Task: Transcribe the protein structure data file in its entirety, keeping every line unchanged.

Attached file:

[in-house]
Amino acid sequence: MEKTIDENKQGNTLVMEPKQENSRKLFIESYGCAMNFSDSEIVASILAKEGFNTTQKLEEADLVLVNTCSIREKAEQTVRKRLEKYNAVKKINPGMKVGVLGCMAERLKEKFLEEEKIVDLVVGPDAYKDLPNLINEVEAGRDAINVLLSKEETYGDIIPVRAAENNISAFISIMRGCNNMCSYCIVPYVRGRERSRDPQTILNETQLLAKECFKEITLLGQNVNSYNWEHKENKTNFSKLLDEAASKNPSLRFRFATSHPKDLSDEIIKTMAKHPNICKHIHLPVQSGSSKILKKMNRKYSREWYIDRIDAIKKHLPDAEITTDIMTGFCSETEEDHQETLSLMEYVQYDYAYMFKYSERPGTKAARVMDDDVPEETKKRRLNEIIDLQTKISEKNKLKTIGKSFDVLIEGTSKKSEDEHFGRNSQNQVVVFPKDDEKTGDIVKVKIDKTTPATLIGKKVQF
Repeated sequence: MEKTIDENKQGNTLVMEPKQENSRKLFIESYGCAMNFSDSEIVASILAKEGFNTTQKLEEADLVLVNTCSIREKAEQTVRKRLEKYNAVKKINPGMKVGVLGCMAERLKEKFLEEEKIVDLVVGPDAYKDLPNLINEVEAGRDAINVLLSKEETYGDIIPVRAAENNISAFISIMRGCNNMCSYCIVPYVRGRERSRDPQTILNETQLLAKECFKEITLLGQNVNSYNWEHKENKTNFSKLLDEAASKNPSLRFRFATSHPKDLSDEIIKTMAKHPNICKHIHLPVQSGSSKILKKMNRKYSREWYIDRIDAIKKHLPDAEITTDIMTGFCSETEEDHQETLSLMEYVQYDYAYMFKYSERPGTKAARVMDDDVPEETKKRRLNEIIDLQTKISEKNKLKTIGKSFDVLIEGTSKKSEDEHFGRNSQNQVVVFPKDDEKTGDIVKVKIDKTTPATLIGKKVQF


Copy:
[in-house]
Amino acid sequence: MEKTIDENKQGNTLVMEPKQENSRKLFIESYGCAMNFSDSEIVASILAKEGFNTTQKLEEADLVLVNTCSIREKAEQTVRKRLEKYNAVKKINPGMKVGVLGCMAERLKEKFLEEEKIVDLVVGPDAYKDLPNLINEVEAGRDAINVLLSKEETYGDIIPVRAAENNISAFISIMRGCNNMCSYCIVPYVRGRERSRDPQTILNETQLLAKECFKEITLLGQNVNSYNWEHKENKTNFSKLLDEAASKNPSLRFRFATSHPKDLSDEIIKTMAKHPNICKHIHLPVQSGSSKILKKMNRKYSREWYIDRIDAIKKHLPDAEITTDIMTGFCSETEEDHQETLSLMEYVQYDYAYMFKYSERPGTKAARVMDDDVPEETKKRRLNEIIDLQTKISEKNKLKTIGKSFDVLIEGTSKKSEDEHFGRNSQNQVVVFPKDDEKTGDIVKVKIDKTTPATLIGKKVQF
Repeated sequence: MEKTIDENKQGNTLVMEPKQENSRKLFIESYGCAMNFSDSEIVASILAKEGFNTTQKLEEADLVLVNTCSIREKAEQTVRKRLEKYNAVKKINPGMKVGVLGCMAERLKEKFLEEEKIVDLVVGPDAYKDLPNLINEVEAGRDAINVLLSKEETYGDIIPVRAAENNISAFISIMRGCNNMCSYCIVPYVRGRERSRDPQTILNETQLLAKECFKEITLLGQNVNSYNWEHKENKTNFSKLLDEAASKNPSLRFRFATSHPKDLSDEIIKTMAKHPNICKHIHLPVQSGSSKILKKMNRKYSREWYIDRIDAIKKHLPDAEITTDIMTGFCSETEEDHQETLSLMEYVQYDYAYMFKYSERPGTKAARVMDDDVPEETKKRRLNEIIDLQTKISEKNKLKTIGKSFDVLIEGTSKKSEDEHFGRNSQNQVVVFPKDDEKTGDIVKVKIDKTTPATLIGKKVQF